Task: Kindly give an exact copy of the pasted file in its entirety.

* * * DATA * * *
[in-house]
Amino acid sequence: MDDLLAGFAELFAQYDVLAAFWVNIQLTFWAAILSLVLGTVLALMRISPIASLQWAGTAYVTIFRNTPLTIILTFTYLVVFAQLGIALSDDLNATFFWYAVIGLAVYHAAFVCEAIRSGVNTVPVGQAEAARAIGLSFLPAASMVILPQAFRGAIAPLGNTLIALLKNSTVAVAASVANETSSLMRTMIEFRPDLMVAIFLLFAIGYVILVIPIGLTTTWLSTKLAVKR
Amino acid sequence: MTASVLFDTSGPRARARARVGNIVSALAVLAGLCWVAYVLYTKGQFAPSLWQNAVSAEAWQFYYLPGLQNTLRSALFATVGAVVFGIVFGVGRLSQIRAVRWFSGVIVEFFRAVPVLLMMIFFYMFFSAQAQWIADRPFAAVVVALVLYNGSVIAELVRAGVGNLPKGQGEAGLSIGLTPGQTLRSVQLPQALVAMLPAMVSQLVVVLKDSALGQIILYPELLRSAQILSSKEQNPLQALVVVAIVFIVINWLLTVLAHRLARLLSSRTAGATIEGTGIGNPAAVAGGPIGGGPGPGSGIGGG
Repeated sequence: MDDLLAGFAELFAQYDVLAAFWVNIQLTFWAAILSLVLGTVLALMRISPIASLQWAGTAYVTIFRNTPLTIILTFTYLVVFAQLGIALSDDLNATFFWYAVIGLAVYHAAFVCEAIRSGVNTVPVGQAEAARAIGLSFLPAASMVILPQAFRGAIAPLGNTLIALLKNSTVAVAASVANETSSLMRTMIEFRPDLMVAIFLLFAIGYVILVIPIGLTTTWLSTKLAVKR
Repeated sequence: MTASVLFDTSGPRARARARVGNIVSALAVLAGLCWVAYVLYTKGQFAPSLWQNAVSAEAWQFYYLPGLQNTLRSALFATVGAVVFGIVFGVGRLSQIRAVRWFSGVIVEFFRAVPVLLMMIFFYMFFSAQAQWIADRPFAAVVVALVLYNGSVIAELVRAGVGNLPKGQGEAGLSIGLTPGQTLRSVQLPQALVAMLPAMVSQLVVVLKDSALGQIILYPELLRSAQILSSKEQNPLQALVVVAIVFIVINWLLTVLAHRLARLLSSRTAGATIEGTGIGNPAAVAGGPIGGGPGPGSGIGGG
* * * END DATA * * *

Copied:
[in-house]
Amino acid sequence: MDDLLAGFAELFAQYDVLAAFWVNIQLTFWAAILSLVLGTVLALMRISPIASLQWAGTAYVTIFRNTPLTIILTFTYLVVFAQLGIALSDDLNATFFWYAVIGLAVYHAAFVCEAIRSGVNTVPVGQAEAARAIGLSFLPAASMVILPQAFRGAIAPLGNTLIALLKNSTVAVAASVANETSSLMRTMIEFRPDLMVAIFLLFAIGYVILVIPIGLTTTWLSTKLAVKR
Amino acid sequence: MTASVLFDTSGPRARARARVGNIVSALAVLAGLCWVAYVLYTKGQFAPSLWQNAVSAEAWQFYYLPGLQNTLRSALFATVGAVVFGIVFGVGRLSQIRAVRWFSGVIVEFFRAVPVLLMMIFFYMFFSAQAQWIADRPFAAVVVALVLYNGSVIAELVRAGVGNLPKGQGEAGLSIGLTPGQTLRSVQLPQALVAMLPAMVSQLVVVLKDSALGQIILYPELLRSAQILSSKEQNPLQALVVVAIVFIVINWLLTVLAHRLARLLSSRTAGATIEGTGIGNPAAVAGGPIGGGPGPGSGIGGG
Repeated sequence: MDDLLAGFAELFAQYDVLAAFWVNIQLTFWAAILSLVLGTVLALMRISPIASLQWAGTAYVTIFRNTPLTIILTFTYLVVFAQLGIALSDDLNATFFWYAVIGLAVYHAAFVCEAIRSGVNTVPVGQAEAARAIGLSFLPAASMVILPQAFRGAIAPLGNTLIALLKNSTVAVAASVANETSSLMRTMIEFRPDLMVAIFLLFAIGYVILVIPIGLTTTWLSTKLAVKR
Repeated sequence: MTASVLFDTSGPRARARARVGNIVSALAVLAGLCWVAYVLYTKGQFAPSLWQNAVSAEAWQFYYLPGLQNTLRSALFATVGAVVFGIVFGVGRLSQIRAVRWFSGVIVEFFRAVPVLLMMIFFYMFFSAQAQWIADRPFAAVVVALVLYNGSVIAELVRAGVGNLPKGQGEAGLSIGLTPGQTLRSVQLPQALVAMLPAMVSQLVVVLKDSALGQIILYPELLRSAQILSSKEQNPLQALVVVAIVFIVINWLLTVLAHRLARLLSSRTAGATIEGTGIGNPAAVAGGPIGGGPGPGSGIGGG